Initially developed to hold the two sides of a suture closed while the surgeon completed the stitch, the Surgeon’s Knot quickly gained popularity among anglers. Very easy to tie even with cold, wet hands, the Surgeon’s knot is ideal for joining lines of different diameters and/or materials.
Often tied with two twists, the addition of a third will dramatically increase this knot’s integrity in all line types.
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The Surgeon’s Knot has been with us for a while, and it’s won a devoted following for its strength, ease, and speed. There are other knots that can join dissimilar diameter lines, but none that are faster or easier to tie in the real world.
But it does have some issues.
Perhaps the most important potential problem is that, according to experts like Brant Oswald, a fly guide and instructor, “If one strand cuts across the other as the knot rolls over into the figure 8 as it is tightened, the knot will be quite weak, and it is not due to any error on the part of the angler tying the knot.”
For that reason, you should always test your Surgeon’s Knot before using it.
The second issue is that while you’ll often hear it advertised as a “100% knot,” that’s only true under two conditions. First, that it doesn’t cut across itself during cinching, and second, that it’s used to join very similar line diameters.
But the Surgeon’s Knot and its many extra turns are nowhere near 100% when the lines vary in size. Indeed, careful testing by Field & Stream revealed that, when tying 10-pound Seaguar InvizX fluorocarbon to 10-pound Trilene Big Game monofilament with a Triple Surgeon’s knot, integrity was compromised at around 6 pounds or 65% of the line’s rated test strength.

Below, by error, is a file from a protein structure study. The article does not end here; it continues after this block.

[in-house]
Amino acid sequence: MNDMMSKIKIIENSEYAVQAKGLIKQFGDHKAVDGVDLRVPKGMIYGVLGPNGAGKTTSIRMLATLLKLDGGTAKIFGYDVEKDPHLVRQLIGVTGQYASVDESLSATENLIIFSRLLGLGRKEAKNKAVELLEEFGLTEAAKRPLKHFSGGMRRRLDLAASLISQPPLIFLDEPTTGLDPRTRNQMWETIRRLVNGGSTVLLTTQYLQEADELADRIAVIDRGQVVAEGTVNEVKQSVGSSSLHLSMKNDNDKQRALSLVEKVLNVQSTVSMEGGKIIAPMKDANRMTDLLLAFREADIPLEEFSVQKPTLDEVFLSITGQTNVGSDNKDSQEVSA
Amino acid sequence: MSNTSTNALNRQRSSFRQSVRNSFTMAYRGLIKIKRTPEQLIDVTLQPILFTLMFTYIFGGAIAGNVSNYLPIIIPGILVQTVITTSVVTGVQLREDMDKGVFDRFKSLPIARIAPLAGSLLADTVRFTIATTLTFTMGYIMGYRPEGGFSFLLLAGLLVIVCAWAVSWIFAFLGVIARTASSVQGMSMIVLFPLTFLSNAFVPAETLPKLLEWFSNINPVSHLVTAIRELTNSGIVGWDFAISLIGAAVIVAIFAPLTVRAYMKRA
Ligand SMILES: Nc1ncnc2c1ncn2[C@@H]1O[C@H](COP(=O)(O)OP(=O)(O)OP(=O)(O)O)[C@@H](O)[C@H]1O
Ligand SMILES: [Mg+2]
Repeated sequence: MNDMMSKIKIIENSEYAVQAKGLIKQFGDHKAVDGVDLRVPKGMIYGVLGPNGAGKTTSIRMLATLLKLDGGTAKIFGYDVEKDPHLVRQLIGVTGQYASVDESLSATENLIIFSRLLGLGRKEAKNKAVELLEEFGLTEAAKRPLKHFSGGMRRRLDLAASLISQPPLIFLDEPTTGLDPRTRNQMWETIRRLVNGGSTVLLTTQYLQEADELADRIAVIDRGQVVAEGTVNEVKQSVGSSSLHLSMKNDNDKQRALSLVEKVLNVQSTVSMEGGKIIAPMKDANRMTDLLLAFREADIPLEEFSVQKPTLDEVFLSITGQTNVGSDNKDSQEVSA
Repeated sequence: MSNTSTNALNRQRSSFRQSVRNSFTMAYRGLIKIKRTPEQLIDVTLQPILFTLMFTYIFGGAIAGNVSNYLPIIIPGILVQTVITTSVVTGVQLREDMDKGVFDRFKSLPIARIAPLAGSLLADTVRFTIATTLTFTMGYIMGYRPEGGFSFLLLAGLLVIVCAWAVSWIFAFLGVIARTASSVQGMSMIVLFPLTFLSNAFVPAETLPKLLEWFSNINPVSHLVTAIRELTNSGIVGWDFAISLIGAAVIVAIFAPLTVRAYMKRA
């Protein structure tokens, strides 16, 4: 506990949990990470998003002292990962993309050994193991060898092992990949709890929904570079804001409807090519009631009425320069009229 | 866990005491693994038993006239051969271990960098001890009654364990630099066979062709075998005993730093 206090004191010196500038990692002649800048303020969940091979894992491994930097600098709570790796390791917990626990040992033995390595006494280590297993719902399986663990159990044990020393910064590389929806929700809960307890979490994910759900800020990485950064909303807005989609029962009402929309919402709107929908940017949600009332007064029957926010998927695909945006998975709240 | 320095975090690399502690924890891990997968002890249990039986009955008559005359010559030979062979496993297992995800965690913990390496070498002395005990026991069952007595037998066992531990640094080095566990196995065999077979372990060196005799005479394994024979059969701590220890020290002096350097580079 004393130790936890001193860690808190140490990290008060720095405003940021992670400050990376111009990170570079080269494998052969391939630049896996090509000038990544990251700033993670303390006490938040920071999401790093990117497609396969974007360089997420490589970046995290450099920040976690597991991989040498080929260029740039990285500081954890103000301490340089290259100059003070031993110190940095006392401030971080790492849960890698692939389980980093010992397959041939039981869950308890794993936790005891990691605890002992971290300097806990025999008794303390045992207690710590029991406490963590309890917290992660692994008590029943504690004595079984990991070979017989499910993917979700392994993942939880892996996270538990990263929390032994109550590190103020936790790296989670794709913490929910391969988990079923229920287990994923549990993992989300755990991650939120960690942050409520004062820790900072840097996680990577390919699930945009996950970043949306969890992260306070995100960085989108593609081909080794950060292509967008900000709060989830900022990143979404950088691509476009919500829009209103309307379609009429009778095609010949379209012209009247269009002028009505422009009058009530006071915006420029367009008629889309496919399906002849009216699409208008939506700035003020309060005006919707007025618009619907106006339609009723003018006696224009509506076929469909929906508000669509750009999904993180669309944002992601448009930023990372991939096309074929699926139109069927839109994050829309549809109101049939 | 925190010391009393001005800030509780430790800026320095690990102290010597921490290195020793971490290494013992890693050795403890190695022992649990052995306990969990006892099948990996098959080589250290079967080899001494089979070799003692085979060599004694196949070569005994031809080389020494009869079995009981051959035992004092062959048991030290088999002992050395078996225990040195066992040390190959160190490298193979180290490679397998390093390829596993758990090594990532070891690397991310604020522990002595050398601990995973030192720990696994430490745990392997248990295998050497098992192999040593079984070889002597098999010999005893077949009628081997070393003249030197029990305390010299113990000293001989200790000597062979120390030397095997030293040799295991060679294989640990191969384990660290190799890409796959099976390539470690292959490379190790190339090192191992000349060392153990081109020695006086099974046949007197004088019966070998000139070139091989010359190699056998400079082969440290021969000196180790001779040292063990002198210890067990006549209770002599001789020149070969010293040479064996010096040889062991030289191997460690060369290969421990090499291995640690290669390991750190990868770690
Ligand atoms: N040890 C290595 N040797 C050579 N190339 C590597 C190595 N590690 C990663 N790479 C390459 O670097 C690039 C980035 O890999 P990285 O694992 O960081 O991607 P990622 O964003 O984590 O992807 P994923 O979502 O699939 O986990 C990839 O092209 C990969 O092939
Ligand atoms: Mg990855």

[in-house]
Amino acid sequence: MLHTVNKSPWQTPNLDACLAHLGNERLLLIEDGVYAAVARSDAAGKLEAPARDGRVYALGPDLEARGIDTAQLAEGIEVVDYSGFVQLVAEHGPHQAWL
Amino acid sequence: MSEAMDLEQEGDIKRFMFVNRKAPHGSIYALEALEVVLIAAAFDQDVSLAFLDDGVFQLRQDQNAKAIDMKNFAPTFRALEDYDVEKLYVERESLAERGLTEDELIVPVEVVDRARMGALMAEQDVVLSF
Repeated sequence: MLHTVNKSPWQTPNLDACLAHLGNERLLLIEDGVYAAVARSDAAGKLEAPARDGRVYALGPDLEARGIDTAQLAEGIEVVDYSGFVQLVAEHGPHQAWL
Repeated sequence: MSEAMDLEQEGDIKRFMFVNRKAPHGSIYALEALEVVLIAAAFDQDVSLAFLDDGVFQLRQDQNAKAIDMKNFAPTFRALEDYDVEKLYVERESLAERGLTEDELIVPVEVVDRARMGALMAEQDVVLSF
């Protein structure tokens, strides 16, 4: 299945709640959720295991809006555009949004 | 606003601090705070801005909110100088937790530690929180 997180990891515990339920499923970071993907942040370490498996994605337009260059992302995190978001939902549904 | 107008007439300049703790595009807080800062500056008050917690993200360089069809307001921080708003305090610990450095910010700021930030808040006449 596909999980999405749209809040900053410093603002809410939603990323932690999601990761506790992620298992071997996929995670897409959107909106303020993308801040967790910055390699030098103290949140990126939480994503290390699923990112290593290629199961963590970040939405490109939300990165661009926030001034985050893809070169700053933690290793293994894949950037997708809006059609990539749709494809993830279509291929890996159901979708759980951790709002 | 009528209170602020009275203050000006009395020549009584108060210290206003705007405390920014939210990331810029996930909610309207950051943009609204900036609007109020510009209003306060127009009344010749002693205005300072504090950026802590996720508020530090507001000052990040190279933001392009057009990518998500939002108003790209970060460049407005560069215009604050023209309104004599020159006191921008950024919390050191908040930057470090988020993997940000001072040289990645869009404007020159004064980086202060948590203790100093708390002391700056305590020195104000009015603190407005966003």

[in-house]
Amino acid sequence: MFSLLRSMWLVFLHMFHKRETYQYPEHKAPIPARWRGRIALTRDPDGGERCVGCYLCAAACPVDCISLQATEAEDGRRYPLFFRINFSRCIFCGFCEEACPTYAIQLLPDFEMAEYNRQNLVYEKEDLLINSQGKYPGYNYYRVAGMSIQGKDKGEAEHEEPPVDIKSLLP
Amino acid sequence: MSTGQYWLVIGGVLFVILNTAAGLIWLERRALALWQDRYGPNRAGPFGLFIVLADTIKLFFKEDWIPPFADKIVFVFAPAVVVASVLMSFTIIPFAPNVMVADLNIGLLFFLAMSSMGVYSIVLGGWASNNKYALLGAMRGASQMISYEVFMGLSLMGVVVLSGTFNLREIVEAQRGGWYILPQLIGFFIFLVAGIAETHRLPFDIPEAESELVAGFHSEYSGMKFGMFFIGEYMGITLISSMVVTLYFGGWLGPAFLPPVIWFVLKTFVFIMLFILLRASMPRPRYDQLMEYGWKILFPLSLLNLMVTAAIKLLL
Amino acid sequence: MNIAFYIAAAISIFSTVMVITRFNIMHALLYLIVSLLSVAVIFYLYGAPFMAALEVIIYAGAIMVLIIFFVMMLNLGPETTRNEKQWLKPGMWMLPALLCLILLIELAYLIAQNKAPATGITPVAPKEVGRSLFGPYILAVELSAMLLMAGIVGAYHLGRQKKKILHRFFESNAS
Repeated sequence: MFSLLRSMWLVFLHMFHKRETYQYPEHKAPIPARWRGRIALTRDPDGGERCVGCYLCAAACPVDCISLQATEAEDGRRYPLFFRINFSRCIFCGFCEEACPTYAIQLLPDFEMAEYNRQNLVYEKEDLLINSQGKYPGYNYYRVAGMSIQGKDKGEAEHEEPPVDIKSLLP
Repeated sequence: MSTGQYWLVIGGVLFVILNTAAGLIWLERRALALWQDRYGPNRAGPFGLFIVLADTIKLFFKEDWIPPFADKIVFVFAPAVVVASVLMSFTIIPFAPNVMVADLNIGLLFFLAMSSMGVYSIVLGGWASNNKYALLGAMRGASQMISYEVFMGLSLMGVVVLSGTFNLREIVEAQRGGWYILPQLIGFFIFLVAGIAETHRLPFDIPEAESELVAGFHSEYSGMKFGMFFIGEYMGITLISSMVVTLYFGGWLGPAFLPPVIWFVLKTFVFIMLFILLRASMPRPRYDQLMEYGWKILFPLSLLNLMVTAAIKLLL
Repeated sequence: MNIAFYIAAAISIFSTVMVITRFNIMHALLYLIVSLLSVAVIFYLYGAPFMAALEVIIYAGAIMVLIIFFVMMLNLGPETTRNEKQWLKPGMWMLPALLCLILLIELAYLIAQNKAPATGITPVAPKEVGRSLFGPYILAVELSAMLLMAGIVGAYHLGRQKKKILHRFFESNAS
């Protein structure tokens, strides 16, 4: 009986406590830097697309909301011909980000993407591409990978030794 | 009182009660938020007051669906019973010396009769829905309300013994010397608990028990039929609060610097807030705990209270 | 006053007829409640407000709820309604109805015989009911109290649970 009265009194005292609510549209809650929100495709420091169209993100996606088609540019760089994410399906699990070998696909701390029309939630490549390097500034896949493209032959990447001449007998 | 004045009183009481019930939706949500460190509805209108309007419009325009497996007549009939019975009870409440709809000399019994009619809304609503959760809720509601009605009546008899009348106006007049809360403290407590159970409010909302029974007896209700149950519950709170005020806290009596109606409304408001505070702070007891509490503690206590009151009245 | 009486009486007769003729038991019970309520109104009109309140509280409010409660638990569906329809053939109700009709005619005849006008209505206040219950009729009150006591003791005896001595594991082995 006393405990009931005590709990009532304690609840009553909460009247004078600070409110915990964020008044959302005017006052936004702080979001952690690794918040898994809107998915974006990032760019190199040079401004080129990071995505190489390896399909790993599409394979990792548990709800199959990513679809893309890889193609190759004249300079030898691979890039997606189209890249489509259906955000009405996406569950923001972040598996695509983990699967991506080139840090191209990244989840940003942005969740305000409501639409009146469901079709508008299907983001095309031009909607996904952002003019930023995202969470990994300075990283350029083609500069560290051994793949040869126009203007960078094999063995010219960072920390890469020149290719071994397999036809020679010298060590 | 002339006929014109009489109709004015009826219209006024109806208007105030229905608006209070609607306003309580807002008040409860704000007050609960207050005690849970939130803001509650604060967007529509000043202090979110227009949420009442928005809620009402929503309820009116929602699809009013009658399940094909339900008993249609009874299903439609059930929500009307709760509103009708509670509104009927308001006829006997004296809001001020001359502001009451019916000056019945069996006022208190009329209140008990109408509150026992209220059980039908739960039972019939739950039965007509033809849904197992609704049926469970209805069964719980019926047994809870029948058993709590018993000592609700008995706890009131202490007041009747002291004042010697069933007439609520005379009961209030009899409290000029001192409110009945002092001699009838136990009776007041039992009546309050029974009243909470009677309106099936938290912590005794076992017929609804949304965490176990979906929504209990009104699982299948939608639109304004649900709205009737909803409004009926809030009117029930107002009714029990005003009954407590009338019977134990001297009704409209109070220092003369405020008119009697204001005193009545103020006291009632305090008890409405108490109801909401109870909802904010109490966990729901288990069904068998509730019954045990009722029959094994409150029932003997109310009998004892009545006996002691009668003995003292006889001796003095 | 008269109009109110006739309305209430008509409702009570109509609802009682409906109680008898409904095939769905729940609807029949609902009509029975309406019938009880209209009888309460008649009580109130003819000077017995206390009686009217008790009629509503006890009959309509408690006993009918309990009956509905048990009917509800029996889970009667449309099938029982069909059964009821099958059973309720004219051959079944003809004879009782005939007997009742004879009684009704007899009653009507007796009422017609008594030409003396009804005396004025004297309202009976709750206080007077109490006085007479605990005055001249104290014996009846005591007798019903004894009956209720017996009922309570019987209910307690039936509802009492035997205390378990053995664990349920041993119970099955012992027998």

When the Surgeon’s knot is applied to a fluoro-to-braid connection--say 10-pound InvizX fluorocarbon and 30-pound FireLine Braid--knot integrity (Quadruple Surgeon) failed at 80%.
That’s a darn good number given the materials involved!
Ultimately, however, there can be stronger knots for joining lines of dissimilar size: the J Knot or the Palomar to swivel to Palomar - but there are none faster or easier to tie.
Whether you choose the Surgeon’s knot or not is up to you and how important speed and ease are when you need to make a decision.
Nylon monofilament has what engineers call a high coefficient of friction, meaning that it likes to grip and bite against itself. That makes it relatively easy for knots to hold in this material, and as you’d expect, the Surgeon’s Knot holds well in mono, especially when the lines are of similar diameter.
Fluorocarbon is much like mono in terms of its friction against itself, and it really likes to bite. But rarely, if ever, will you need to join fluoro to fluoro; it’s far more likely that you’ll be using a fluorocarbon leader on braid or mono and that these will be of vastly different diameters.
And that’s where the Surgeon’s Knot shines!
Despite the fact that braid is as slick as a seasoned politician at a fundraiser, adding loops to the Surgeon’s Knot--up to four--will improve its ability to hold. Mono and fluoro to braid connections can be very strong with a well-tied Quadruple Surgeon, and I recommend making the extra two loops with any superline.
The Surgeon Knot, especially with three or four turns, is very strong and reliable, but it can fail. The most likely culprits are: